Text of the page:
A $9.30 monthly energy bill?
As the weather warmed and the sun began to shine in his Sacramento neighborhood last February, the solar panels Edward Robinson had purchased for about $30,000 were finally paying off, saving him about $150 a month.
Or so he thought.
“It’s totally confusing,” said Robinson of his bill — and of the explanation he said he was given by the Sacramento Municipal Utilities District, his energy provider. “It’s as confusing to [them] as it is to [us].”
His February bill actually indicates he used $109.64 worth of energy, but — strangely enough — that amount is credited back to him in full, leaving only the basic service and connections fees due.
That pattern that has been repeated on his monthly bills ever since; the more energy Robinson uses, the more he is being credited back.
His last bill from October credits him about $1,150 — energy he’s using, but not being asked to pay.
Not yet, anyway.
“I wouldn’t say it’s confusion,” said Bill Layne, who oversees the rooftop solar panel billing program for SMUD. “I would say they’re not used to seeing a different bill.”
The bill credits rooftop solar customers with their full energy use until the last month of the customer’s yearly billing cycle. In that final month of the year, solar customers have to pay up — in full.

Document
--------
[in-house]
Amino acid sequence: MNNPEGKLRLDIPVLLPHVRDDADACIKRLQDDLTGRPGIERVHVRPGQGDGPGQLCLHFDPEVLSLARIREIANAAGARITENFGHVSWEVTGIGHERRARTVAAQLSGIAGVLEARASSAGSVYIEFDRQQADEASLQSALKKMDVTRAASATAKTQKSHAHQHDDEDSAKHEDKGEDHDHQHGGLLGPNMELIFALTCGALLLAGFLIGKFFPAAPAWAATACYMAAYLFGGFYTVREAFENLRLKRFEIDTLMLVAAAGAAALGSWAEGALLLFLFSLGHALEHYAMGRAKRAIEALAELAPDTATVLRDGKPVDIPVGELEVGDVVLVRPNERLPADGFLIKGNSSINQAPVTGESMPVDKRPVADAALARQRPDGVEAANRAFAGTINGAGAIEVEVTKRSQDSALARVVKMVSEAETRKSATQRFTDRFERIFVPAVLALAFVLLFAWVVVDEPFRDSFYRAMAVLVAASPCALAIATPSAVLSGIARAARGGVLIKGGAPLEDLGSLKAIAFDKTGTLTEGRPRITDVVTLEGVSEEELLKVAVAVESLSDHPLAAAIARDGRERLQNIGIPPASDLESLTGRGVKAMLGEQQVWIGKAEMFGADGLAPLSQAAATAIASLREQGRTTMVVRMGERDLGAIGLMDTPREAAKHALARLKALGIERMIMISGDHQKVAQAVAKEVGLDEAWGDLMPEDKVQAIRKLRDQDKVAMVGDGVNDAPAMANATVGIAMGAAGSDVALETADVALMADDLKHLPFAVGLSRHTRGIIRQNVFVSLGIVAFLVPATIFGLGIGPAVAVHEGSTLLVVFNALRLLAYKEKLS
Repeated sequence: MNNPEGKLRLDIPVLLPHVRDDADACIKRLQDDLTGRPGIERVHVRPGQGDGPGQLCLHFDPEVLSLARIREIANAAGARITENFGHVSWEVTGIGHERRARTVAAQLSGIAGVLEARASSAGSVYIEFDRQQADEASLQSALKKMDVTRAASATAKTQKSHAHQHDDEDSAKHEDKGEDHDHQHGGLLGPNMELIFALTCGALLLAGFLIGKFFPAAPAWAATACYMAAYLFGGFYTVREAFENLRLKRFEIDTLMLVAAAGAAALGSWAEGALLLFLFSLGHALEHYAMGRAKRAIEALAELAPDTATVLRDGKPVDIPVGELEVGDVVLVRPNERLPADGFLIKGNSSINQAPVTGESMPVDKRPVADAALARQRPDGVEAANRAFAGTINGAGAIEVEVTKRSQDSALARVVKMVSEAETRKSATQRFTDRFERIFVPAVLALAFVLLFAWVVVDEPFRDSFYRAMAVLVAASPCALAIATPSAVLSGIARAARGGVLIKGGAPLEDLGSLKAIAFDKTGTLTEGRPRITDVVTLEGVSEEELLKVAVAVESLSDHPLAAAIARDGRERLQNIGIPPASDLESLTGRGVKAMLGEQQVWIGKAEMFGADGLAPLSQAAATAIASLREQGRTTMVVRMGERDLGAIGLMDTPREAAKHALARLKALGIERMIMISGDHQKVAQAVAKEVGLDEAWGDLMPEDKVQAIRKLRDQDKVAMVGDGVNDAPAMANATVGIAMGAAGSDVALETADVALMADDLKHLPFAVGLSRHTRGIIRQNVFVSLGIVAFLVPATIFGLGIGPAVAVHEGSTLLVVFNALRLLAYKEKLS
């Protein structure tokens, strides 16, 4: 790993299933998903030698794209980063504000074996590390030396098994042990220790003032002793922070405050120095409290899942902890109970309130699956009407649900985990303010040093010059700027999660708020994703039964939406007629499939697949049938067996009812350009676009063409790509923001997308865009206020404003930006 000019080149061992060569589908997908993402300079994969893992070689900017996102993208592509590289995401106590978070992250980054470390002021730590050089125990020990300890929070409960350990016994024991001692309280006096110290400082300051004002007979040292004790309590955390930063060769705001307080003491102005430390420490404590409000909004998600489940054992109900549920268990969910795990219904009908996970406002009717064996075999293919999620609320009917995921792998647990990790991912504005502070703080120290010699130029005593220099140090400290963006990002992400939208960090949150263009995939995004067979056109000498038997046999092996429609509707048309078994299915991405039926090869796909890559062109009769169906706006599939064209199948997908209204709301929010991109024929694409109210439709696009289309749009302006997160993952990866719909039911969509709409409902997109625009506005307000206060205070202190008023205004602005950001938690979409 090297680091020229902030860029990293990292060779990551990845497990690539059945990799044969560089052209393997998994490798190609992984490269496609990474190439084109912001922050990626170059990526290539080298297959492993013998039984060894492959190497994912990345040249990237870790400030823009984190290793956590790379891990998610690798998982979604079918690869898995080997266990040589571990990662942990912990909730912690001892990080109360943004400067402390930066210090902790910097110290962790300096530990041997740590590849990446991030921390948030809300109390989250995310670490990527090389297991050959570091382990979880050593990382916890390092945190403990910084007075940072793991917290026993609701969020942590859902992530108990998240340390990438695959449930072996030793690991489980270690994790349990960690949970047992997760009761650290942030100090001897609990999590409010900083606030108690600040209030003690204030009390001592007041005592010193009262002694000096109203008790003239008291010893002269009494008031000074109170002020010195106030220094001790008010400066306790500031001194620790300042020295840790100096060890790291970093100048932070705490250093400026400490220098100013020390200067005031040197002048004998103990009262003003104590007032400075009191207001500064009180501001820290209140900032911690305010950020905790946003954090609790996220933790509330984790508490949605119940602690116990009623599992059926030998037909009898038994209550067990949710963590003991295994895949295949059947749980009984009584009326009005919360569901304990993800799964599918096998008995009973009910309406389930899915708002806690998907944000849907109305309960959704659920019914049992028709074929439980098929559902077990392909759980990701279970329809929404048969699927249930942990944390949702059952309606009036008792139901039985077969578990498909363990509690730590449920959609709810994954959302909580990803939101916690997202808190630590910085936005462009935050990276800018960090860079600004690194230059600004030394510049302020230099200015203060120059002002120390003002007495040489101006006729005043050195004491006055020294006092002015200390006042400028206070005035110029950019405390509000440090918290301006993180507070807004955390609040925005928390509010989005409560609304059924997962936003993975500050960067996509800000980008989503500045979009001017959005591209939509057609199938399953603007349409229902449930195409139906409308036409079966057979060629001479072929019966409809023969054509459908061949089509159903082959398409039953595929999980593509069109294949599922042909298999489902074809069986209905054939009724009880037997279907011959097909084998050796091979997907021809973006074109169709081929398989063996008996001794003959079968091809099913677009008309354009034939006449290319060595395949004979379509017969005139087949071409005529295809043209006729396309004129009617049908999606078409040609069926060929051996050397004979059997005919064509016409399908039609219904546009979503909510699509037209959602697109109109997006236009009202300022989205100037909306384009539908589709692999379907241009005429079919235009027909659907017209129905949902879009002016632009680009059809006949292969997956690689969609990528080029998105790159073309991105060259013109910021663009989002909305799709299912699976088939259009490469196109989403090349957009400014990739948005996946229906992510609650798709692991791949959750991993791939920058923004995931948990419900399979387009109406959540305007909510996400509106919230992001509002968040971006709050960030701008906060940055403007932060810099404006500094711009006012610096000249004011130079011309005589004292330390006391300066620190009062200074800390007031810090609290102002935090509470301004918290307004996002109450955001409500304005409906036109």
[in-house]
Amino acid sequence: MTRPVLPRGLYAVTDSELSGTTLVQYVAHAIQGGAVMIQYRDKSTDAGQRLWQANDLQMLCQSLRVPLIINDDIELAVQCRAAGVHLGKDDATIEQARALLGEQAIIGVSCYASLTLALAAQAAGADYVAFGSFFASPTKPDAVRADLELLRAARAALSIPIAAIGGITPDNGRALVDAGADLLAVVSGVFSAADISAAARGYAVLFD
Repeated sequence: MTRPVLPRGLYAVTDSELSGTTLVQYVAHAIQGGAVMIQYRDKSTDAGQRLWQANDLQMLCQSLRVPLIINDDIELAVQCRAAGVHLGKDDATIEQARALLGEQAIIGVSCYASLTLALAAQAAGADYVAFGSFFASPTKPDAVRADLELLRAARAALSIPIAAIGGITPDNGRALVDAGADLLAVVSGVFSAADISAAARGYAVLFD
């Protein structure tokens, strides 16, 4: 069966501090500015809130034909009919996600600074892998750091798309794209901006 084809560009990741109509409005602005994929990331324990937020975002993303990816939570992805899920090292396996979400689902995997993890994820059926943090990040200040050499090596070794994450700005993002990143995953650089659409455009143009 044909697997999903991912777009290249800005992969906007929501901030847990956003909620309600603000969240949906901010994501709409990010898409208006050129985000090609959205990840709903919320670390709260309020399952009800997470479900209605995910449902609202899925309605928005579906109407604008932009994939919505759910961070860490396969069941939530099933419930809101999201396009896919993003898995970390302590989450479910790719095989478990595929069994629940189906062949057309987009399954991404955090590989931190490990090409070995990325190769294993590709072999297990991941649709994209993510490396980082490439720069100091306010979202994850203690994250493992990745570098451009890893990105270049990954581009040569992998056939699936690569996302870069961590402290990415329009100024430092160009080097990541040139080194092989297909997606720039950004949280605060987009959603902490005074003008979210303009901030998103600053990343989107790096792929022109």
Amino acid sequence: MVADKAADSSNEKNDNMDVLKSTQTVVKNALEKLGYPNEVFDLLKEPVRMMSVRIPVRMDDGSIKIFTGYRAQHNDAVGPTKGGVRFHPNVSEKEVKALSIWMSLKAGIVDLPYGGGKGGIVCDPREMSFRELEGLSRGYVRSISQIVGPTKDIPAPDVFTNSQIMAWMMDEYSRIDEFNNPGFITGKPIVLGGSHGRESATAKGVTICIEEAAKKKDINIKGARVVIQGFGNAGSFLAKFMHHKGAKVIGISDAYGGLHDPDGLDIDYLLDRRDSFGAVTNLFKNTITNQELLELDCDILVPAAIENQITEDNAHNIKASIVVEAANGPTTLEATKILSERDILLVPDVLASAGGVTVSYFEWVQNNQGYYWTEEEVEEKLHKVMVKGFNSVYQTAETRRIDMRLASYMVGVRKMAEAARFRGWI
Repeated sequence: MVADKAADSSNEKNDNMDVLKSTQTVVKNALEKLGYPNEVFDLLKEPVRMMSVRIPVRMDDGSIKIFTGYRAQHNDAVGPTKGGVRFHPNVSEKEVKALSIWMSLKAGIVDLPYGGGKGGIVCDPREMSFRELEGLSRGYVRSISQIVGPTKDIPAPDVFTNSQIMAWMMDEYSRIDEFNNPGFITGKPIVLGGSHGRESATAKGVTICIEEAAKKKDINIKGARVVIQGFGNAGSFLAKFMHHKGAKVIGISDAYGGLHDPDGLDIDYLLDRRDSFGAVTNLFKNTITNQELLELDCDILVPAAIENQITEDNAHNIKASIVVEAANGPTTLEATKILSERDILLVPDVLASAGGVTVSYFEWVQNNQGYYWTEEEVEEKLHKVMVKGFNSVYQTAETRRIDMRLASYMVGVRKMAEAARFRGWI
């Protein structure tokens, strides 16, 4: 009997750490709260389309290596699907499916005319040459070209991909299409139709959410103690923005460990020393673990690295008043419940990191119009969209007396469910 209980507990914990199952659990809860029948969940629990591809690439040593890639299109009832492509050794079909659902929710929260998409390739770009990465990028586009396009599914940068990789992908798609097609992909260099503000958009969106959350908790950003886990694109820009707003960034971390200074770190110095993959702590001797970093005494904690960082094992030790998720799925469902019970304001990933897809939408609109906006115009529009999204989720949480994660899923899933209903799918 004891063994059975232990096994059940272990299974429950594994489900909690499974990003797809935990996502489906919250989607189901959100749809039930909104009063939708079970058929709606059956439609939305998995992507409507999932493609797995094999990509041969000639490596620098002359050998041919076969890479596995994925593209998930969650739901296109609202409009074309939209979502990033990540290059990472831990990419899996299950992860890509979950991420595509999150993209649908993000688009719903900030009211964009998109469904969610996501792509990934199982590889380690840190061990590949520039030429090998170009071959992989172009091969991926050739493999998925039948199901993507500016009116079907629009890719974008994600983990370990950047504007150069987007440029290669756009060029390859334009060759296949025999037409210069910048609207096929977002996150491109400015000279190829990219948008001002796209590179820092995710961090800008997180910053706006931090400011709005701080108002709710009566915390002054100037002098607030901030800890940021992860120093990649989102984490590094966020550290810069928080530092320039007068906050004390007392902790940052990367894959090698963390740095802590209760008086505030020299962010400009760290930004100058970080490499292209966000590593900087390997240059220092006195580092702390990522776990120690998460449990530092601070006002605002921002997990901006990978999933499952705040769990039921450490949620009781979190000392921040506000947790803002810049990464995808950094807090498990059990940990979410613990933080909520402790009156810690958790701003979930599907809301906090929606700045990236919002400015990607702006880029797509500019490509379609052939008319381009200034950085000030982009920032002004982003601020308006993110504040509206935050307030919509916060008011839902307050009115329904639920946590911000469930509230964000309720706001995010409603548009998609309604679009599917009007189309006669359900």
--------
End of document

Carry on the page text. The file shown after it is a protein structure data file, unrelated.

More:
In other words, credits are actually charges.
Solar customers who generate power can sell it back to public utilities at the end of the year, Layne said — as stipulated by California Bill AB920, which was signed into law January 2011.
AB920 allows rooftop solar customers to choose between paying for their energy use monthly, as has been the custom, or yearly, at which point the customers’ solar energy generation is subtracted from their balance due.
SMUD credits back customers’ energy use each month, so it doesn’t show as due, but Robinson said that means hundreds of solar customers could be in for an expensive surprise at the end of the year.
As of late October, Layne said SMUD had received calls from 40 to 50 rooftop solar customers with concerns or questions about the new system.
“It’s a new program,” Layne said. “We’re going to look at it to see if we can improve it, but right now we’re just working through it as customers call.”
After CBS Sacramento got involved, SMUD said it would be sending out letters explaining the billing to all 2,400 rooftop solar customers Nov. 9.
Robinson told CBS Sacramento he’s made several calls to SMUD for clarification but still doesn’t fully understand the system. In the meantime, he’s sending checks to SMUD now anyway — hoping to reduce his end-of-year bill — something the utility said it welcomes customer to do.
But Robinson is still concerned many of those 2,400 rooftop solar customers will be stuck with a steep bill, just when they think their solar panels are working well.
“If it happened to me, it’s happening to other people,” said Robinson, “and that’s frightening.”